To kick off our series about pregnancy and coaching, we wanted to ask our coaches about their experience of initially finding out they were pregnant and the reaction of their colleagues. As all three women are employed in their coaching positions, they are of course covered by employment law, but due to the nature of their employed jobs, was there a fear of letting their team down? How does such a life changing situation affect a coaches ability to coach and did they plan their pregnancy in line with their season?
We asked Erika, Rikki and Shelli about the initial stages of finding out about their pregnancy and if they encountered any difficulties.
Did you pre-plan your pregnancy in line with your coaching commitments?
“For college basketball coaches, April and May are the most coveted birth months! I say that tongue in cheek because obviously a baby is just as wonderful any month of the year. But since both of my daughters were born in mid-April, it sure did make things easier at work. The springtime is the “slowest” period of the year for college basketball coaches, though there really is no offseason. My husband and I definitely talked about targeting April and May, and I happened to get pregnant in July both times. If it hadn’t worked out that way, however, that would have been fine with us too!”
“Yes, as best we could. I didn’t want to be taking maternity leave during paralympic year. We planned for the winter of 2014/2015. If it had looked like going into 2016 I probably would have stopped trying and waited until after the games.”
“Yes, with both of my children we planned to have them both after the track & field season (NCAA Championships are in June). With my first daughter, it was perfect. I had her in August. With my second child, we were a little earlier than we planned! I will have her around the time of our conference championships in May. I will miss both our Missouri Valley Conference Championships and the NCAA Championships/USA champs this year.”
Had you discussed the possibility of having a baby whilst still coaching with your coaching staff?
“I did not discuss my desire to have a child with my coaching staff beforehand. The thought just didn’t cross my mind.”
“My boss knew when I took the job that I had hoped to have another baby, but he knew that for the sake of my own career that I was going to be planning it carefully.”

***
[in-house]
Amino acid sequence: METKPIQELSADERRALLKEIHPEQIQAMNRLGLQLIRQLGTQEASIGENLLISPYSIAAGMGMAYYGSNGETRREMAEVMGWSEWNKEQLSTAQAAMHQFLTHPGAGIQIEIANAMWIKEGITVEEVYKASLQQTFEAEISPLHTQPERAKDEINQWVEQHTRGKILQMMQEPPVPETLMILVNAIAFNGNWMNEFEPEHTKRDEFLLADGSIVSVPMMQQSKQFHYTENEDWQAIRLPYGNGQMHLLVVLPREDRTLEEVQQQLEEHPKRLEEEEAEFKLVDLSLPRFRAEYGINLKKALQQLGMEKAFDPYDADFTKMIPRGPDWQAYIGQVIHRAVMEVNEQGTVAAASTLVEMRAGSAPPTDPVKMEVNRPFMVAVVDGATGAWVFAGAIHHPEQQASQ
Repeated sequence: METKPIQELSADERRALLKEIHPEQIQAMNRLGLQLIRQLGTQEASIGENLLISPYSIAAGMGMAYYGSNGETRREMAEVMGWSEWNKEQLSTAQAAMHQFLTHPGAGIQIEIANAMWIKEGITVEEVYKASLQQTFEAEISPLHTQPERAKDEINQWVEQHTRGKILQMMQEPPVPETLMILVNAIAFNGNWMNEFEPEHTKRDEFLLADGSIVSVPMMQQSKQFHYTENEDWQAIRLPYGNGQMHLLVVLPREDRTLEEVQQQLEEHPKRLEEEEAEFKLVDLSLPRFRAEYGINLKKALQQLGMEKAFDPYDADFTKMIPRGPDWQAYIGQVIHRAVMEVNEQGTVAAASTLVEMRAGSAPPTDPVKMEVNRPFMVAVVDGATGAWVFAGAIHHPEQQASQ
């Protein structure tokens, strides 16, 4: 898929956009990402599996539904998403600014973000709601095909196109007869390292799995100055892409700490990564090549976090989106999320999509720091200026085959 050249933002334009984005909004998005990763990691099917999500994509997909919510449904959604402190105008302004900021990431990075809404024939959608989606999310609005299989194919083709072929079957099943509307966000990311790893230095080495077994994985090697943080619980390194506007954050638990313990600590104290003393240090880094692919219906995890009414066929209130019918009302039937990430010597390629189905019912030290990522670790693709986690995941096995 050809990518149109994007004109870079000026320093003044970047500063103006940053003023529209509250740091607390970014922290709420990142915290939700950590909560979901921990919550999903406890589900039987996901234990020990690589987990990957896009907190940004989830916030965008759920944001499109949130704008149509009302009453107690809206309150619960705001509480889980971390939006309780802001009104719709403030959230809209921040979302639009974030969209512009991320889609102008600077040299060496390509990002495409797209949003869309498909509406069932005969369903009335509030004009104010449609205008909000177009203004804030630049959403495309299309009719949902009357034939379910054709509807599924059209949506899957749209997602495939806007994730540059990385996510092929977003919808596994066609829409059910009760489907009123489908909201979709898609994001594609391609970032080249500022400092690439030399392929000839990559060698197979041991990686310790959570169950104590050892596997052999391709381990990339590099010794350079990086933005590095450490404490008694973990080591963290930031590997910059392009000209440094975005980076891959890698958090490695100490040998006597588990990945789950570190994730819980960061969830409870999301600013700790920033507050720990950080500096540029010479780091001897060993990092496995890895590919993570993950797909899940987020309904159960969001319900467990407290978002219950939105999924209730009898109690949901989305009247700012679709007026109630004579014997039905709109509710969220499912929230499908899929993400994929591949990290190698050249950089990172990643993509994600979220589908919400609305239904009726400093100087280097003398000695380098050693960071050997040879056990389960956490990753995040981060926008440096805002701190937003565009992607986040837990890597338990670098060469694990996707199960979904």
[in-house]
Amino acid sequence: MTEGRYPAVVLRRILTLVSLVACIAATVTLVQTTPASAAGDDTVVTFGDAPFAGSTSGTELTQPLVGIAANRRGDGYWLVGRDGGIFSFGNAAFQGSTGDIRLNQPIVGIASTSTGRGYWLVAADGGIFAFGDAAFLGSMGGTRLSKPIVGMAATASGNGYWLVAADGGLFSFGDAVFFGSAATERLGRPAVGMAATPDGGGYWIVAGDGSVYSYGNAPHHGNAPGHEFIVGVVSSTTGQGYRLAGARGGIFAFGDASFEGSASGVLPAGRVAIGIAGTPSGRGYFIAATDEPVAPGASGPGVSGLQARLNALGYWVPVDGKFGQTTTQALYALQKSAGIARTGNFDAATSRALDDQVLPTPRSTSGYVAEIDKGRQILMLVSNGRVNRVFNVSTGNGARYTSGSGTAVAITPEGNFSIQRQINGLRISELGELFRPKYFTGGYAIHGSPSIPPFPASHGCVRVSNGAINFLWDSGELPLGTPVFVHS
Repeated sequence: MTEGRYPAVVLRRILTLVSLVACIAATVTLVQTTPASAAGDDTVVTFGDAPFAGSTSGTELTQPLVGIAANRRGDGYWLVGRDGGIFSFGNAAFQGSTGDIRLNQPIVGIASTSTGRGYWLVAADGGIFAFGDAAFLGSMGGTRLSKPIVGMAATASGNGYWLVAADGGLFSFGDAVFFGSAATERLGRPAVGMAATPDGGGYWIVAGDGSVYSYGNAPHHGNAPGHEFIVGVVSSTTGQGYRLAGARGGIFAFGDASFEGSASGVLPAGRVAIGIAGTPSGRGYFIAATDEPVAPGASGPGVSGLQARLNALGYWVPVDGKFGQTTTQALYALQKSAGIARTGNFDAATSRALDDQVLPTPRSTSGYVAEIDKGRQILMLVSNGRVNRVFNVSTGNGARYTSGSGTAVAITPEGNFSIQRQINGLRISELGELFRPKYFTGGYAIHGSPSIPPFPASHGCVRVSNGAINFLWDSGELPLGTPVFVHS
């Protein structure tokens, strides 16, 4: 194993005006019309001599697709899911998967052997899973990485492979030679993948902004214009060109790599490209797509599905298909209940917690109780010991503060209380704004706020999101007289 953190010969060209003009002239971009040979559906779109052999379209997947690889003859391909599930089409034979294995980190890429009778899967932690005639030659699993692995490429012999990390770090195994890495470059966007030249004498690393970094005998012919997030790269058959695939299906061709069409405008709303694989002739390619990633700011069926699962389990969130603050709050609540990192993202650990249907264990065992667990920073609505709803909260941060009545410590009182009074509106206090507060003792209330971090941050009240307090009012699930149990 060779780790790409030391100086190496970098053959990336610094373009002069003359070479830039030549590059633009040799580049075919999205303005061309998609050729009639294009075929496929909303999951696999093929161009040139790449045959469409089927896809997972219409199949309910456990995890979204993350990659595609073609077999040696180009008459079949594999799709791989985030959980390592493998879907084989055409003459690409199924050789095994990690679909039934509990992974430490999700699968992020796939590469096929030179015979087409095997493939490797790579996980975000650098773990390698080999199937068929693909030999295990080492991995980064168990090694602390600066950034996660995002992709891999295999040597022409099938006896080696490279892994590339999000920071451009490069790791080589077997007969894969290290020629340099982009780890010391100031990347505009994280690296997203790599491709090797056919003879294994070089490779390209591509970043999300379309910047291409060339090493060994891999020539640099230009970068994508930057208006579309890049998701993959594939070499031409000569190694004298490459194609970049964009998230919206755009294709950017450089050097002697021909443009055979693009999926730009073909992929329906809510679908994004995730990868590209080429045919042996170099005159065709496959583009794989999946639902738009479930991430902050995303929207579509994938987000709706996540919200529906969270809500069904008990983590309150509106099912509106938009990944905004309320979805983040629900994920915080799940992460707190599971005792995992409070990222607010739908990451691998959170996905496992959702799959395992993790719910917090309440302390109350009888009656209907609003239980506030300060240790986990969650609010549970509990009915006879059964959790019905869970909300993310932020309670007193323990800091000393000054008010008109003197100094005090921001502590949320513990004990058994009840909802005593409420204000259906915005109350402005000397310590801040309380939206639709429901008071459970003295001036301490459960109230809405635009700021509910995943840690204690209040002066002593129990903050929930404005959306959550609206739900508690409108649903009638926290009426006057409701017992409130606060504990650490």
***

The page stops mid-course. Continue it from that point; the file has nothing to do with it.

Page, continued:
“No. I never openly discussed when I was planning on having children with my staff. I will add, my head coach/boss is a family man and has been very supportive through two of my pregnancies.
The only real “surprise” was how early I am having my second child. My only concern was traveling late in the season, but because our staff is so supportive, I have been able to make the appropriate accommodations with travel.”
With regards to your coaching, what were your first thoughts when you found out you were pregnant? Where you worried about your coaching job?
“Neither time I found out I was pregnant did I worry about my coaching job. That is partly because I knew my babies were due after the basketball season ended. Another big reason I did not worry is because I had colleagues to pick up any slack. As a Division I basketball coach, I work on a staff of at least 4 people. I know many coaching mothers at different levels and in different sports do not have that luxury. Had I been the only coach of my team, it would have been a completely different situation. Lastly, I think pregnancy is different for assistant and head coaches. Naturally, head coaches are in the spotlight more, and answer to the administration. As an assistant coach, I really didn’t work with our university’s Human Resources department on anything official for my pregnancy or maternity leave aside from maybe one simple form. Other than that, I only answered to my head coaches, who were incredibly understanding.”
“I was worried it would be twins & I would have to quit because childcare would have cost more than my salary! Thankfully it was just the one.”
“My husband and I were thrilled! I was not worried about my job. I am worried about leaving the staff and team at the end of the season. To help alleviate my worries, I have been diligent about planning and updating our head coach and staff on our overall budget, my training plans for the event group I coach, special projects, etc., so when I step away they are all prepared and have the information they need.”